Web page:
# Prove that $L$ is closed under Kleene star iff $L=NL$

Prove that $L$ is closed under Kleene star iff $L=NL$

Hi,
I am trying to solve this exercise, but it is quiet difficult.
Of course first part is very easy:
Let assume that $L=NL$. Lets consider language $A\in L$. We show that also $A^*\in L$. It is easy because we can guess partition of word $w=w_1w_2..w_k$ and launch algorithm for each part. It is possible because $L=NL$ so being in class $L$ we can use guessing.

However, when we assume that $L$ is closed under Kleene star I am hopeless. Obviously, from assumption we know that $A\in L$ then also $A^*\in L$. Of course, we know that $L\subseteq NL$. However I must now show that $NL\subseteq L$ using assumption. This is hard for me.

• Some questions are supposed to be hard. – Yuval Filmus Aug 16 '17 at 19:31
• @YuvalFilmus Do you mean $A^* \in L \Rightarrow NL \subseteq L$ part? – fade2black Aug 16 '17 at 19:34
• Yes, that's the non-trivial part of this exercise. – Yuval Filmus Aug 16 '17 at 19:35

Let $A$ be the language consisting of the following words: $$(u,v)|\Sigma^*|(v,w),$$ where $u,v,w$ are numbers encoded in binary. This language is in $\mathsf{L}$.
Given a directed graph $G$, we can encode it as a list of edges in the following way: $$(x_1,y_1)(x_1,y_1)|(x_2,y_2)(x_2,y_2)|\cdots|(x_m,y_m)(x_m,y_m)$$ where $x_i,y_i$ are vertex numbers encoded in binary. Furthermore, this string, which we denote by $\langle G \rangle$, can be output by a logspace machine.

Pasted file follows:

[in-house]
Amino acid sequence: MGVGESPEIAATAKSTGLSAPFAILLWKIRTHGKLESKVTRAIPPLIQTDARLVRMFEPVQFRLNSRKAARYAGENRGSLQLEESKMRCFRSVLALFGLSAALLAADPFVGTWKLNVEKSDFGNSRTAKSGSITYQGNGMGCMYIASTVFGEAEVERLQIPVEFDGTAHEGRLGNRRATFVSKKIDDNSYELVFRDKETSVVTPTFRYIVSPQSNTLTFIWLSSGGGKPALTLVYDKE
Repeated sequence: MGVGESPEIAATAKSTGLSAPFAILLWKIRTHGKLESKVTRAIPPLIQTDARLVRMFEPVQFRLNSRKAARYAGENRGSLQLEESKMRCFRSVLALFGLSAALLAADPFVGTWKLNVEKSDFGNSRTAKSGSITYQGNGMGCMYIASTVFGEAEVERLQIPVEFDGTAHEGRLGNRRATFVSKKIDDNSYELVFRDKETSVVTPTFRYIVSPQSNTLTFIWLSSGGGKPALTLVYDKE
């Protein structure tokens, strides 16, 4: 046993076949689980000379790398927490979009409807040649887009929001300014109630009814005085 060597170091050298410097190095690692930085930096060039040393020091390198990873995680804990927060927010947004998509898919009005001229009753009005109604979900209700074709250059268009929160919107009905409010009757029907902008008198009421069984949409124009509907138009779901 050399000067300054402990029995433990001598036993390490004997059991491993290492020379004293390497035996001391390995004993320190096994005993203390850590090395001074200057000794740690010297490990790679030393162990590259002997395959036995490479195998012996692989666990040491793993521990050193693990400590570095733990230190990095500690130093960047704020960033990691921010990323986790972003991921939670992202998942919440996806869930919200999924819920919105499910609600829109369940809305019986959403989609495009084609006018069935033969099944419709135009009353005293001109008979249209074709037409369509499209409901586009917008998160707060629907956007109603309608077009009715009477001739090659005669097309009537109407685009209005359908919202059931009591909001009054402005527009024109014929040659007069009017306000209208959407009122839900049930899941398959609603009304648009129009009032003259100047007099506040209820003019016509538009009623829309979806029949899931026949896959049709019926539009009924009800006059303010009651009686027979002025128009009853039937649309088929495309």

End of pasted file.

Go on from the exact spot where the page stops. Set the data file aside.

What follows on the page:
Suppose now that we are given two vertices $s,t$, and that there is an $s$-$t$ path of length $\ell$ of the form $(s,x),\ldots,(y,t)$ in $G$. Then I claim that for all $L \geq \ell$, $$(s,x)|\langle G \rangle^L|(y,t) \in A^*.$$ Conversely, if such a string belongs to $A^*$ then there is an $s$-$t$ path in $G$. In other words, $$\exists \text{s-t path in G} \longleftrightarrow (s,t) \in G \lor \exists x,y \text{ s.t. } (s,x)|\langle G \rangle^n|(y,t) \in A^*.$$
If we assume that $\mathsf{L}$ is closed under Kleene star then $A^* \in \mathsf{L}$, and so we can evaluate the right-hand side formula in logspace. Since $s$-$t$ reachability is $\mathsf{NL}$-complete, we deduce that $\mathsf{L}=\mathsf{NL}$.